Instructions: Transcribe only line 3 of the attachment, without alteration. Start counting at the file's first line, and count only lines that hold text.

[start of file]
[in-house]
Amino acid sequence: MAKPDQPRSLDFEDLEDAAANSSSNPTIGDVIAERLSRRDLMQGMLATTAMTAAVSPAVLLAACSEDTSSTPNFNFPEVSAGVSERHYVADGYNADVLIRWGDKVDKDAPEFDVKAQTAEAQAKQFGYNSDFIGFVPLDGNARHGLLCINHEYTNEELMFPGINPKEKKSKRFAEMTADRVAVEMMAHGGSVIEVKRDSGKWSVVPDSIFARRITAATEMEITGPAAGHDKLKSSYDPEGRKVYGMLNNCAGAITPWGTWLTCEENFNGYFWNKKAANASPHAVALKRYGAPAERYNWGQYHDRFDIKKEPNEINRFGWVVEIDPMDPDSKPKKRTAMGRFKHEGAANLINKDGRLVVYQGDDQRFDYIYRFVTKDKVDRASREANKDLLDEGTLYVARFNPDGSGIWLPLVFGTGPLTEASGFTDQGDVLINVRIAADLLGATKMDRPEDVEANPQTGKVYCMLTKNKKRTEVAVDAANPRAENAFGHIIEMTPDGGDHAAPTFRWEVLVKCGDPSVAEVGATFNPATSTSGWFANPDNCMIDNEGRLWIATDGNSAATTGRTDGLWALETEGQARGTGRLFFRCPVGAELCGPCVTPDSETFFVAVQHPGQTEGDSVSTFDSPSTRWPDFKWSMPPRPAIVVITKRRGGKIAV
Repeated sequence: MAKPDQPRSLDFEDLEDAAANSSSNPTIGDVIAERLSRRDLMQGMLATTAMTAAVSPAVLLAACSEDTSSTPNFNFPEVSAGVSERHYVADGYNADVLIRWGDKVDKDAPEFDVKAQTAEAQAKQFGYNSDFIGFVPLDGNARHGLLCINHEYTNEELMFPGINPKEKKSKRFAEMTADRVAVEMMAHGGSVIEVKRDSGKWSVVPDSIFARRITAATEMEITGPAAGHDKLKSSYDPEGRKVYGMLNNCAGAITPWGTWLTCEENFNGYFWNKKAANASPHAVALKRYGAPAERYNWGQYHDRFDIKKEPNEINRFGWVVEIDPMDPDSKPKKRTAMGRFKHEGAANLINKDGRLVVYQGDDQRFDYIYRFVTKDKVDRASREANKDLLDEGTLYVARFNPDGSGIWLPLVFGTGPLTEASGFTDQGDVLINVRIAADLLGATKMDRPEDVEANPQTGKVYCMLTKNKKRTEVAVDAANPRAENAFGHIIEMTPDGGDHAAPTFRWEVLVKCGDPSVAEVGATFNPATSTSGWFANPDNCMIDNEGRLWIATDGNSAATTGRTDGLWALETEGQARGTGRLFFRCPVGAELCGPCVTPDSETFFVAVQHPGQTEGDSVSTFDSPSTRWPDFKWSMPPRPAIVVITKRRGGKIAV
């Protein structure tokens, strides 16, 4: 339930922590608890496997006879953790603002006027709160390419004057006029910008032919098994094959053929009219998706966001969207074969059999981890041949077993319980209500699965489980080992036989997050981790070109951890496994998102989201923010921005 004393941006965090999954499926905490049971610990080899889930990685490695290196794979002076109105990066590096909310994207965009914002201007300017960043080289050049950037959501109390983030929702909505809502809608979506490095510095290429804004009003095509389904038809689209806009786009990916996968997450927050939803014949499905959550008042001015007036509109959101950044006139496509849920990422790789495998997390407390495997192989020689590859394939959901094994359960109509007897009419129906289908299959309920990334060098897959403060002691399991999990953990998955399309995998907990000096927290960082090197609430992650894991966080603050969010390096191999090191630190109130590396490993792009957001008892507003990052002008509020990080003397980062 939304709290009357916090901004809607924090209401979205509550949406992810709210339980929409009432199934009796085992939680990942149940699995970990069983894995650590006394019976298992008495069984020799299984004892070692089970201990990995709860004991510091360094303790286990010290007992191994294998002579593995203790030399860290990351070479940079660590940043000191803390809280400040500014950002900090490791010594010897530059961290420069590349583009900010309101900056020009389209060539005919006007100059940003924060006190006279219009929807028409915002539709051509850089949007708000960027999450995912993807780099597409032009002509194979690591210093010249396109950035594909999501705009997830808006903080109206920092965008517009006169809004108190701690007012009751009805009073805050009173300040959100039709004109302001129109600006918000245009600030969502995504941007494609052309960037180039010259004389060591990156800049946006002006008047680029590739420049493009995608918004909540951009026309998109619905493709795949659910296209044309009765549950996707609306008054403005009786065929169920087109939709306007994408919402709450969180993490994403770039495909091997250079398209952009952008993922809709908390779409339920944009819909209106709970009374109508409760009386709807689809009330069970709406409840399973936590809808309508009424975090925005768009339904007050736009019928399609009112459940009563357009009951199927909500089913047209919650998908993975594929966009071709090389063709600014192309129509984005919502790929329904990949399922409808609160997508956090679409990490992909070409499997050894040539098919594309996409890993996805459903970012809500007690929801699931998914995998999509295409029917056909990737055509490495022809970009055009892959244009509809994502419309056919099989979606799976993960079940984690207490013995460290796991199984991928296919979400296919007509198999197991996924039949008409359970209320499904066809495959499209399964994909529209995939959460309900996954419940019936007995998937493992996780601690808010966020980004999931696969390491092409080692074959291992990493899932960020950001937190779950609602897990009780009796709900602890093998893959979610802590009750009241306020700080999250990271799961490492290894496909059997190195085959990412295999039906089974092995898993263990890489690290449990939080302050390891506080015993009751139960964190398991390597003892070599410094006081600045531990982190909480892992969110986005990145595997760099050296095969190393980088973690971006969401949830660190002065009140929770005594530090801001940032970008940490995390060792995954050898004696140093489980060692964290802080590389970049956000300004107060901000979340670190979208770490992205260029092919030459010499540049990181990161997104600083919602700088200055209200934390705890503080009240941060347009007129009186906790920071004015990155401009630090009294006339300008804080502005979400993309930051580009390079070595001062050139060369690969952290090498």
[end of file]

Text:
Repeated sequence: MAKPDQPRSLDFEDLEDAAANSSSNPTIGDVIAERLSRRDLMQGMLATTAMTAAVSPAVLLAACSEDTSSTPNFNFPEVSAGVSERHYVADGYNADVLIRWGDKVDKDAPEFDVKAQTAEAQAKQFGYNSDFIGFVPLDGNARHGLLCINHEYTNEELMFPGINPKEKKSKRFAEMTADRVAVEMMAHGGSVIEVKRDSGKWSVVPDSIFARRITAATEMEITGPAAGHDKLKSSYDPEGRKVYGMLNNCAGAITPWGTWLTCEENFNGYFWNKKAANASPHAVALKRYGAPAERYNWGQYHDRFDIKKEPNEINRFGWVVEIDPMDPDSKPKKRTAMGRFKHEGAANLINKDGRLVVYQGDDQRFDYIYRFVTKDKVDRASREANKDLLDEGTLYVARFNPDGSGIWLPLVFGTGPLTEASGFTDQGDVLINVRIAADLLGATKMDRPEDVEANPQTGKVYCMLTKNKKRTEVAVDAANPRAENAFGHIIEMTPDGGDHAAPTFRWEVLVKCGDPSVAEVGATFNPATSTSGWFANPDNCMIDNEGRLWIATDGNSAATTGRTDGLWALETEGQARGTGRLFFRCPVGAELCGPCVTPDSETFFVAVQHPGQTEGDSVSTFDSPSTRWPDFKWSMPPRPAIVVITKRRGGKIAV